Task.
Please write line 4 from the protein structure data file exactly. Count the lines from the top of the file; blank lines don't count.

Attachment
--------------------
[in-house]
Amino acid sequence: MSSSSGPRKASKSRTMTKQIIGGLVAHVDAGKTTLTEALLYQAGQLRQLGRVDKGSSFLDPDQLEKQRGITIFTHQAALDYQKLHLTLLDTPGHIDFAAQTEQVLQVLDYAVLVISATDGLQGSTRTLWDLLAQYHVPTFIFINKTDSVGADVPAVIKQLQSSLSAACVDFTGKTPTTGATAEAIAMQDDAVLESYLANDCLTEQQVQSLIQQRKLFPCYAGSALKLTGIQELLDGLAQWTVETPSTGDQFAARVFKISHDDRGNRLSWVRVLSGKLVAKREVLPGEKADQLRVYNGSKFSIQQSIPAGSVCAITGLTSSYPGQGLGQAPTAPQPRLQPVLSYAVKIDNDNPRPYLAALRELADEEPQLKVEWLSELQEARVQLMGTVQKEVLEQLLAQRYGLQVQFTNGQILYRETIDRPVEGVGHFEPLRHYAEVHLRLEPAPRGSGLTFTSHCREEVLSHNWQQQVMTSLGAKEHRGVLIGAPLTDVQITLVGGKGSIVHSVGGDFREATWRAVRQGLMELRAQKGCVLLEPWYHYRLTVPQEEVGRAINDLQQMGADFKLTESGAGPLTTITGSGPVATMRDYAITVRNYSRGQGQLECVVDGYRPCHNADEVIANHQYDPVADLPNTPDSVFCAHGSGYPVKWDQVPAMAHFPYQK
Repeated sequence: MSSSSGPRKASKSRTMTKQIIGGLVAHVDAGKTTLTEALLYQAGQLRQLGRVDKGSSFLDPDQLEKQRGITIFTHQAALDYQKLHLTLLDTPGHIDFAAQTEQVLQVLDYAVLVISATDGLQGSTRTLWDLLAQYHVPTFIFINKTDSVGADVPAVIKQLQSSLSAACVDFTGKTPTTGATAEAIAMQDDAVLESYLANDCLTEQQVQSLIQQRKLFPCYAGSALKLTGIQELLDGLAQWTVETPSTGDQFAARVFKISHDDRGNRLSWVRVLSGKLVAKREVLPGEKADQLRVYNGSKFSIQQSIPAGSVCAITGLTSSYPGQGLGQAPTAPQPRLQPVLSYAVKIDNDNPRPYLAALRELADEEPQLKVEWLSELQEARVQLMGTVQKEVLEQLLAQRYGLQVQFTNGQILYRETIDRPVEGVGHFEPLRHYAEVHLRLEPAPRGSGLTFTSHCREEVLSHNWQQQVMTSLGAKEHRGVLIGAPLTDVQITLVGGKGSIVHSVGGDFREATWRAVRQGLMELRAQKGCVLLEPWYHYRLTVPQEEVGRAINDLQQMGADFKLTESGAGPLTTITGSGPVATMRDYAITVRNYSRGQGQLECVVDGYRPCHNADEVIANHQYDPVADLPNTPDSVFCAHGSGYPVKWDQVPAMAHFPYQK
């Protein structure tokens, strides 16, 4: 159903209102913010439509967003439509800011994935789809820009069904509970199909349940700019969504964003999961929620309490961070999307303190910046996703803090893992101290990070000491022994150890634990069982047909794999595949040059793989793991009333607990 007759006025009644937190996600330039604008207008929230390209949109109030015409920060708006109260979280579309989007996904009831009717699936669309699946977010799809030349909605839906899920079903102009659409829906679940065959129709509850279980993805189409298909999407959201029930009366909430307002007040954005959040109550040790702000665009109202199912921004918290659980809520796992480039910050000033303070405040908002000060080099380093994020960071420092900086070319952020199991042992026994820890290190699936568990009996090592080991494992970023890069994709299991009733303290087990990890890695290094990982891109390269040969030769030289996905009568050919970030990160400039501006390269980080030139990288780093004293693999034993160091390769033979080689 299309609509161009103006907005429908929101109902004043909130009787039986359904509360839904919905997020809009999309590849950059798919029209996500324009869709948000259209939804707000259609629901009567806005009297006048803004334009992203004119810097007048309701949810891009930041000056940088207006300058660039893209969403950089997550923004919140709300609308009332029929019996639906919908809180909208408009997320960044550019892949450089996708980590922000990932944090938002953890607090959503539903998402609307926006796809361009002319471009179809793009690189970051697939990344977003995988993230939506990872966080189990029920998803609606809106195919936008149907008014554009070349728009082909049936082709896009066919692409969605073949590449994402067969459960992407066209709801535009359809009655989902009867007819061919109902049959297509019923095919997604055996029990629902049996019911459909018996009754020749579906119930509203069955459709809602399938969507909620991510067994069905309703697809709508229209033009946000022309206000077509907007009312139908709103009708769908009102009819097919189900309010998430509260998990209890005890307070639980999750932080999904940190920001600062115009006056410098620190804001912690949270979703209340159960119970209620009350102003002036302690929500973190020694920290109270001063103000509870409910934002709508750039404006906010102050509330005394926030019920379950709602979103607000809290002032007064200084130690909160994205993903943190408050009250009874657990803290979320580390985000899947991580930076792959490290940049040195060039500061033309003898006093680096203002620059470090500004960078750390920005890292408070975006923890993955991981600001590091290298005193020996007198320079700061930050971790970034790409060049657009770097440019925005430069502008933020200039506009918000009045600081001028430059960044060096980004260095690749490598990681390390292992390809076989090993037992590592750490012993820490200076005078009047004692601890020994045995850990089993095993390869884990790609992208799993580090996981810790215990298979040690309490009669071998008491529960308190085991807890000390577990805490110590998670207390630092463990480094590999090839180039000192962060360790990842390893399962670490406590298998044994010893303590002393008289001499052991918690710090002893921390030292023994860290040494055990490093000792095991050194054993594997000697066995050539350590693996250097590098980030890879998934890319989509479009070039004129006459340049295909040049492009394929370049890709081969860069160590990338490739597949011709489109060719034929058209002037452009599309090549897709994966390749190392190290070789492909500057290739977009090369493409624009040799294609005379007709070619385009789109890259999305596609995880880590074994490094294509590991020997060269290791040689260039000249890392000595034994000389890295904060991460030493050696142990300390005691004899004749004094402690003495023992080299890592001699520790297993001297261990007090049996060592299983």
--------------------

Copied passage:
């Protein structure tokens, strides 16, 4: 159903209102913010439509967003439509800011994935789809820009069904509970199909349940700019969504964003999961929620309490961070999307303190910046996703803090893992101290990070000491022994150890634990069982047909794999595949040059793989793991009333607990 007759006025009644937190996600330039604008207008929230390209949109109030015409920060708006109260979280579309989007996904009831009717699936669309699946977010799809030349909605839906899920079903102009659409829906679940065959129709509850279980993805189409298909999407959201029930009366909430307002007040954005959040109550040790702000665009109202199912921004918290659980809520796992480039910050000033303070405040908002000060080099380093994020960071420092900086070319952020199991042992026994820890290190699936568990009996090592080991494992970023890069994709299991009733303290087990990890890695290094990982891109390269040969030769030289996905009568050919970030990160400039501006390269980080030139990288780093004293693999034993160091390769033979080689 299309609509161009103006907005429908929101109902004043909130009787039986359904509360839904919905997020809009999309590849950059798919029209996500324009869709948000259209939804707000259609629901009567806005009297006048803004334009992203004119810097007048309701949810891009930041000056940088207006300058660039893209969403950089997550923004919140709300609308009332029929019996639906919908809180909208408009997320960044550019892949450089996708980590922000990932944090938002953890607090959503539903998402609307926006796809361009002319471009179809793009690189970051697939990344977003995988993230939506990872966080189990029920998803609606809106195919936008149907008014554009070349728009082909049936082709896009066919692409969605073949590449994402067969459960992407066209709801535009359809009655989902009867007819061919109902049959297509019923095919997604055996029990629902049996019911459909018996009754020749579906119930509203069955459709809602399938969507909620991510067994069905309703697809709508229209033009946000022309206000077509907007009312139908709103009708769908009102009819097919189900309010998430509260998990209890005890307070639980999750932080999904940190920001600062115009006056410098620190804001912690949270979703209340159960119970209620009350102003002036302690929500973190020694920290109270001063103000509870409910934002709508750039404006906010102050509330005394926030019920379950709602979103607000809290002032007064200084130690909160994205993903943190408050009250009874657990803290979320580390985000899947991580930076792959490290940049040195060039500061033309003898006093680096203002620059470090500004960078750390920005890292408070975006923890993955991981600001590091290298005193020996007198320079700061930050971790970034790409060049657009770097440019925005430069502008933020200039506009918000009045600081001028430059960044060096980004260095690749490598990681390390292992390809076989090993037992590592750490012993820490200076005078009047004692601890020994045995850990089993095993390869884990790609992208799993580090996981810790215990298979040690309490009669071998008491529960308190085991807890000390577990805490110590998670207390630092463990480094590999090839180039000192962060360790990842390893399962670490406590298998044994010893303590002393008289001499052991918690710090002893921390030292023994860290040494055990490093000792095991050194054993594997000697066995050539350590693996250097590098980030890879998934890319989509479009070039004129006459340049295909040049492009394929370049890709081969860069160590990338490739597949011709489109060719034929058209002037452009599309090549897709994966390749190392190290070789492909500057290739977009090369493409624009040799294609005379007709070619385009789109890259999305596609995880880590074994490094294509590991020997060269290791040689260039000249890392000595034994000389890295904060991460030493050696142990300390005691004899004749004094402690003495023992080299890592001699520790297993001297261990007090049996060592299983």